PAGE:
17. ^ "Proposal for directly elected mayors – Minister Phelan's Opening Dáil Statement". Department of Housing, Planning and Local Government. 24 January 2019. Retrieved 28 January 2019.
  18. ^ "Local Government Act 2019". Irish Statute Book. 25 January 2019. Retrieved 23 March 2019.
  19. ^ Miley, Ingrid (27 May 2019). "Cork, Waterford reject, Limerick backs plan for directly elected mayor". RTÉ News. Retrieved 30 May 2019.
  20. ^ a b c d e f g h i "Local Elections 2019". Dublin City Council. Retrieved 16 April 2019.
  21. ^ "[Amendments to] S.I. No. 297/1995 - Local Elections Regulations, 1995". electronic Irish Statute Book (eISB). 4 April 2019. Retrieved 16 April 2019.
  22. ^ a b c d Thornton, Gareth (25 March 2019). "Polling Day Orders made for European and local elections" (Press release). Department of Housing, Planning and Local Government. Retrieved 16 April 2019.
  23. ^ Cunningham, Paul (23 May 2019). "Voting begins on islands for Local, European Elections". RTÉ News. Retrieved 23 May 2019.
  24. ^ Brophy, Daragh (23 May 2019). "Candidates are out making their last pitches for your vote before the broadcast ban kicks in". TheJournal.ie. Retrieved 23 May 2019.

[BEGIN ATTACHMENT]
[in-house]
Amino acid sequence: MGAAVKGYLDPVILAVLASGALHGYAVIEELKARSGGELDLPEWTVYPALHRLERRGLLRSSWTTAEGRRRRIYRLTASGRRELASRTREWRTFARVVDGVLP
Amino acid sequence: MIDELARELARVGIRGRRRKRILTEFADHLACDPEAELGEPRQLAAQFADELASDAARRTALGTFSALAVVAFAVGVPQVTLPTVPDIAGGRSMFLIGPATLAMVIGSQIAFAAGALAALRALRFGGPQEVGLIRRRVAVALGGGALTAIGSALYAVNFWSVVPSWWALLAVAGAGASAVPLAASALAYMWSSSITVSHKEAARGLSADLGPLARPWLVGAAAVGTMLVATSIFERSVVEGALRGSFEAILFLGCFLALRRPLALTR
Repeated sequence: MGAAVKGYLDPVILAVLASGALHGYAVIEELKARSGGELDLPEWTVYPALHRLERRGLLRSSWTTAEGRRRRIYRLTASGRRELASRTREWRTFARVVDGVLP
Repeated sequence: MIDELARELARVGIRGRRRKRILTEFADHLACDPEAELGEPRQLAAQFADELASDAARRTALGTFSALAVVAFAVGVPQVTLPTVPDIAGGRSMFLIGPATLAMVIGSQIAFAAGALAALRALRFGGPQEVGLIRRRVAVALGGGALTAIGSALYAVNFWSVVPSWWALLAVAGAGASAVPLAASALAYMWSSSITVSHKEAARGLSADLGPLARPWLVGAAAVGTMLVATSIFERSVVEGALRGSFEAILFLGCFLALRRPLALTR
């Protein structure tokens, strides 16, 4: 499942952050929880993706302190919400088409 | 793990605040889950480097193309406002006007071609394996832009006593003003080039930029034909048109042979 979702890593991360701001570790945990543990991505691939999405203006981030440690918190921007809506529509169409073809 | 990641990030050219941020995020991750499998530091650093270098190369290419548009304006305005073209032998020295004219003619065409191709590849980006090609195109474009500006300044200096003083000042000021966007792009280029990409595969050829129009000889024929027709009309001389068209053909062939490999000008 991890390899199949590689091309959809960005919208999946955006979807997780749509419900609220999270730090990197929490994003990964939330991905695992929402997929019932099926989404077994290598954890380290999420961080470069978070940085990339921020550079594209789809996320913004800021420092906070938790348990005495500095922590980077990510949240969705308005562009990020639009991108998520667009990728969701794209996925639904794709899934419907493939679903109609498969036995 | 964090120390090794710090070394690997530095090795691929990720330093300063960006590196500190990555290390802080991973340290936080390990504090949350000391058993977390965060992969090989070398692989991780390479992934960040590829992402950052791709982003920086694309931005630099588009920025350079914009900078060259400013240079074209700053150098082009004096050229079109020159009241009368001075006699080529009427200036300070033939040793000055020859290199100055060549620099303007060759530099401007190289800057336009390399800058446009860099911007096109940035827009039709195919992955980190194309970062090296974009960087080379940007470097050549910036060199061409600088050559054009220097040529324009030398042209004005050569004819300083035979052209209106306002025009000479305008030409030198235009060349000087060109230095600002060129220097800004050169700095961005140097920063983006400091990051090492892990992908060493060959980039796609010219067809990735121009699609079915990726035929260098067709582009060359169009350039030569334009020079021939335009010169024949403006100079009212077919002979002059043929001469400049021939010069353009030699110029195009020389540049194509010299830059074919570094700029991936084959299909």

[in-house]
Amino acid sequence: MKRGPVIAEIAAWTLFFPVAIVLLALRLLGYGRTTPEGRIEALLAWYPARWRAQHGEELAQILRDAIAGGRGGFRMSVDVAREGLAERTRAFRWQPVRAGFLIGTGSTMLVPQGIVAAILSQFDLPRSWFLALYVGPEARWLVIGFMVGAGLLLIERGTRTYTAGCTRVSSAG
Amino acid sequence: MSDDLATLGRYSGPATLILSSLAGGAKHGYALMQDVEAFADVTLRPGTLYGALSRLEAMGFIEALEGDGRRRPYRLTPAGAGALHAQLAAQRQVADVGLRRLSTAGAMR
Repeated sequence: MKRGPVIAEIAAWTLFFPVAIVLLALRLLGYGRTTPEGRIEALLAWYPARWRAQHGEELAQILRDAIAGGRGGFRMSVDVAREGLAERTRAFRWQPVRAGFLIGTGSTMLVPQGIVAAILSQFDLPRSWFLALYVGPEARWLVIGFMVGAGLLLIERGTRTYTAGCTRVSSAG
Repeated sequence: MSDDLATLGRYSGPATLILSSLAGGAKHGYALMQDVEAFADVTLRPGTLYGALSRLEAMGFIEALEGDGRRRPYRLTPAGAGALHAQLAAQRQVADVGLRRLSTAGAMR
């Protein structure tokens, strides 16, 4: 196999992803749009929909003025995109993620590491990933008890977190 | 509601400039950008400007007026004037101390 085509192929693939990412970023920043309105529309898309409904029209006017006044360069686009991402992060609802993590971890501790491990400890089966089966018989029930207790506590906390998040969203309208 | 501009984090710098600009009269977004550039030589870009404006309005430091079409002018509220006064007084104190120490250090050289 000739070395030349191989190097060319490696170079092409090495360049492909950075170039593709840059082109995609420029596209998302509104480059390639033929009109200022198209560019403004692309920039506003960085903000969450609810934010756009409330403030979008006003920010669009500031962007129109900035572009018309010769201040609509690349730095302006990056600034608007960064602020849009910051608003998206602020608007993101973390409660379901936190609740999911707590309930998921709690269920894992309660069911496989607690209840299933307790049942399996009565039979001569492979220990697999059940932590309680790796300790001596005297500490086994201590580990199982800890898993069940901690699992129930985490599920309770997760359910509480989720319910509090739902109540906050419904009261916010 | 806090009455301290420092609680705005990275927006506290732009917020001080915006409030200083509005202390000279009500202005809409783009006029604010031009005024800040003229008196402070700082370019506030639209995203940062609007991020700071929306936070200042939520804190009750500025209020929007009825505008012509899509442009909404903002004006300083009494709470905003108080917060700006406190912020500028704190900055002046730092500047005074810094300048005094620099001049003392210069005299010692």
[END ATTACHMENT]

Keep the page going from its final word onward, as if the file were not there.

25. ^ a b Doyle, Kevin (21 May 2019). "Fine Gael ban incoming councillors from 'power-sharing' agreements with Sinn Féin on councils". Irish Independent. Retrieved 22 May 2019.; Kelly, Fiach (21 May 2019). "Fine Gael orders councillors not to work with Sinn Féin after elections". The Irish Times. Retrieved 22 May 2019.
  26. ^ Magnier, Eileen (22 May 2019). "Complaint received over postal votes in Sligo". RTÉ News. Retrieved 22 May 2019.
  27. ^ "Full garda inquiry into Kerry electoral register claims". RTÉ News. 22 May 2019. Retrieved 22 May 2019.
  28. ^ Bray, Jennifer (4 May 2019). "Ellie Kisyombe to run in elections after correcting backstory, party says". The Irish Times. Retrieved 22 May 2019.
  29. ^ O'Brien, Carl. "Principal defends sending letter to parents praising Fianna Fáil". The Irish Times. Retrieved 22 May 2019.
  30. ^ Lavery, Callum (26 May 2019). "Maria Bailey's personal injury claim caused 'reputational damage' for Fine Gael - Varadkar". Irish Independent. Retrieved 26 May 2019.
  31. ^ "RED C 2019 Irish Local Elections Poll" (PDF). RED C Research. 17 April 2019. Retrieved 17 April 2019.

External LinksEdit